Read more about Consumer guarantees for products
Drawbacks of buying from a dealer
It can be more difficult to find a range of low-cost vehicles to choose from at a dealership. If you are looking for a cheap car, you may have more options if you buy privately.
Buying from a dealer isn’t without any risks. While most car dealers have honest business practices, you should always do careful checks and be aware of potential problems before you buy.
Set yourself up for success
Know what to do and expect before you buy from a dealership.
Before you buy from a dealer
- Know what you want.
- Understand how much you want to spend before you go to the dealership.
- If you need car financing, try to get pre-approval for a loan with the lowest interest rates beforehand. It is often more expensive to get a loan through a car dealership.
While at the dealership
- Read the Consumer Information Notice (CIN) in the window of the car.
- Do basic checks and test drive the car.
- Get the car inspected by a mechanic or a vehicle inspection service. Some dealers will provide a mechanical inspection as part of the sale price — but it’s usually best to organise your own independent inspection.
Read more about Pre-purchase inspections and checks
During purchase at the dealership
- If you get a loan through a dealer, carefully consider any finance arrangements before you agree.
- Read the sales agreement or contract carefully.
- Carefully consider trade-in offers and the value of any add-ons, eg accessories and extended warranties.
- Save copies of your sales agreement, CIN, the original advert and any other documentation related to the sale.
Read more about Car sales agreements and warranties
Read more about Getting a loan for your car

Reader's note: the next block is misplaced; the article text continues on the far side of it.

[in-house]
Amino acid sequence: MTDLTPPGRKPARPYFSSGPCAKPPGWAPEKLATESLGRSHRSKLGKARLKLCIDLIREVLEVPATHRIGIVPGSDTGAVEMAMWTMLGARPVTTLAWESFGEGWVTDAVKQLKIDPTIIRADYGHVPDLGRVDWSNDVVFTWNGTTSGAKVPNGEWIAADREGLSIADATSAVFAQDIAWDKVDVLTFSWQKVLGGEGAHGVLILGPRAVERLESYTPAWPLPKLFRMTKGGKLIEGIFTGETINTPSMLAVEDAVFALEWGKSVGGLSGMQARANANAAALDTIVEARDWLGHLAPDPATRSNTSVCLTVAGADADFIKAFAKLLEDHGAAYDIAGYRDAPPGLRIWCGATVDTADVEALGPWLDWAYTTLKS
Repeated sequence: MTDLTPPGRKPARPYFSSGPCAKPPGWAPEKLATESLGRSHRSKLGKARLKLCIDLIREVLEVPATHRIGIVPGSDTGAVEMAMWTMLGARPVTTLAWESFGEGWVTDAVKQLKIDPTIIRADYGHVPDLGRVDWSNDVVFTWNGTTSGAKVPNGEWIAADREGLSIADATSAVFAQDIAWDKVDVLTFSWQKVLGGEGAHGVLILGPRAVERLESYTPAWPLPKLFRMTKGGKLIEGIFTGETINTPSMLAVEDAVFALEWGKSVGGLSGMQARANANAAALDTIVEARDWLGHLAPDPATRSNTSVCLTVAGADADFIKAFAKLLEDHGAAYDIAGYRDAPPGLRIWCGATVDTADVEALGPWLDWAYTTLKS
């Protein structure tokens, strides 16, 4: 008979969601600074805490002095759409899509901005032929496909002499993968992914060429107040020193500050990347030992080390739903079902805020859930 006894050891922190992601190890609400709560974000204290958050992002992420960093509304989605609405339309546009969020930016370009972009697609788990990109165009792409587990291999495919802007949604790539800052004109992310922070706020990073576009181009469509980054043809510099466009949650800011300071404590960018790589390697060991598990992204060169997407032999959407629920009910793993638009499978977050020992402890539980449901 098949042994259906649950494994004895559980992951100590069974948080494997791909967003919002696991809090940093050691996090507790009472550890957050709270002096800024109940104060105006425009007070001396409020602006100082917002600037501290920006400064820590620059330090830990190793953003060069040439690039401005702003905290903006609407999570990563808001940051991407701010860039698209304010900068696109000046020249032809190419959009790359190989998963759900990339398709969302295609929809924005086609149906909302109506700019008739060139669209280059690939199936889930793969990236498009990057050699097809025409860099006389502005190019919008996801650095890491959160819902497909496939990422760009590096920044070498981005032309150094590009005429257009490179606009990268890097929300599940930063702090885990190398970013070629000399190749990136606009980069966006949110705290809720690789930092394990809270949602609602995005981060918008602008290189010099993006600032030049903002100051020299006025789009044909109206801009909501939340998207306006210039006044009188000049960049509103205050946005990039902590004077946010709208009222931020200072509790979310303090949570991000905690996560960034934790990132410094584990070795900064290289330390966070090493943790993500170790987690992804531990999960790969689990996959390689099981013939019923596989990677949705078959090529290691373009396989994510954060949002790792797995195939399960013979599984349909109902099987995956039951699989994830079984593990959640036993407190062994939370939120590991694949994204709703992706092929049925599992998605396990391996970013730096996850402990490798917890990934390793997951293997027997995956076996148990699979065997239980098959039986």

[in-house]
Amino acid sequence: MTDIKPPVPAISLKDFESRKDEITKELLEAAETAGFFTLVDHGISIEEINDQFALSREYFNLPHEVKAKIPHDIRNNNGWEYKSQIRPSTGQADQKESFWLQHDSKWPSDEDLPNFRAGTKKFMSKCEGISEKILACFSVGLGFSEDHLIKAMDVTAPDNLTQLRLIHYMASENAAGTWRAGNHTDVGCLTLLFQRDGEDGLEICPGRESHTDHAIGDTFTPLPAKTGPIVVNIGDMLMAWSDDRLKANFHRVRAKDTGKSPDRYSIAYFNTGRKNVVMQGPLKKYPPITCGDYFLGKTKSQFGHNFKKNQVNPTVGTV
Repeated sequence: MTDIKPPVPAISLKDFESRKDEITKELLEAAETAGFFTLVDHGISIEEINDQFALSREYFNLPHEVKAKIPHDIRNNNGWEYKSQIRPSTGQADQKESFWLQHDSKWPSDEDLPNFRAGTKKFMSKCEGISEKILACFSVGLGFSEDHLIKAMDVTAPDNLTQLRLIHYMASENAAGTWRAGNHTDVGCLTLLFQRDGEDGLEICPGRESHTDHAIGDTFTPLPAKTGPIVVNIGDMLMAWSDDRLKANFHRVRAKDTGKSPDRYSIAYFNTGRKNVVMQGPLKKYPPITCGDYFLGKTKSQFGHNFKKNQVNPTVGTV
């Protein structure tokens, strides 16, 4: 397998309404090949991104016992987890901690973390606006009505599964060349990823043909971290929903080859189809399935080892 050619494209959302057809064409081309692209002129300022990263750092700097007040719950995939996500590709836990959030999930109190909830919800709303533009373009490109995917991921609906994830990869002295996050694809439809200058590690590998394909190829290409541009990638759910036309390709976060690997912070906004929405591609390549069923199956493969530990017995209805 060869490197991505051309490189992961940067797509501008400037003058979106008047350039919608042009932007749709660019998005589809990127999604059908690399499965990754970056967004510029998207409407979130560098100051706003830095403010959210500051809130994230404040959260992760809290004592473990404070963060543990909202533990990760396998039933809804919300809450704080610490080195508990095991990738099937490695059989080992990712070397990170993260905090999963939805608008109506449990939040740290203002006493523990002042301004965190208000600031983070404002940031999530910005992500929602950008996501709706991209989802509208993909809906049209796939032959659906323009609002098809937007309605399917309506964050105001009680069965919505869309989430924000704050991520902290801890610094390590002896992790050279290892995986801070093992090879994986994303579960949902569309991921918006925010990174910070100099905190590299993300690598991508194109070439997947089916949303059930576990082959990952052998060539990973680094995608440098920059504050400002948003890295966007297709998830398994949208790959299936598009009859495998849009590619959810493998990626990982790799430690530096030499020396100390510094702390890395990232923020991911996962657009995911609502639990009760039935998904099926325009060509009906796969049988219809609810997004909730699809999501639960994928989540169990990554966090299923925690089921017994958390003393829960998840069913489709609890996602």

What ‘acceptable quality’ means
Under the CGA, you can expect any vehicle you buy from a car dealer to be of an ‘acceptable quality’. Whether a car is of an ‘acceptable quality’ depends on whether a reasonable person would find the car acceptable given:
- the type of vehicle sold
- the price paid
- any information about the car, eg history, quality, condition, given by the dealer or in any advertisements
- the nature of the car dealer and how the car was sold
- any other relevant circumstances, eg how soon the car developed a problem after purchase.
So the ‘acceptable quality’ of a vehicle will depend on the particular car you buy and how the car dealer sells it to you.
Consumer Information Notice (CIN)
Dealers must display an accurate CIN on used vehicles. The CIN shows important information about the vehicle, including:
- vehicle details – the year first registered, make, model, vehicle identification number (VIN), chassis number, odometer reading, vehicle registration details and if it was imported
- if there is money owing on the car
- the dealer’s name, address and registration number
- the cash price – including GST, registration and licensing costs
- information about your consumer rights on the back of the card, including where to go if you have problems.
If a business sells used cars on the internet, they must have a link to the CIN on the same web page as the car is advertised. A CIN is not needed for new vehicles or private sales.
The dealer fills out the CIN and you and the dealer must sign it. Make sure the information checks out. Putting your signature on the CIN says you agree everything in it is correct.
Keep the CIN safe. If you have some problems with the vehicle later on, you will need it as evidence.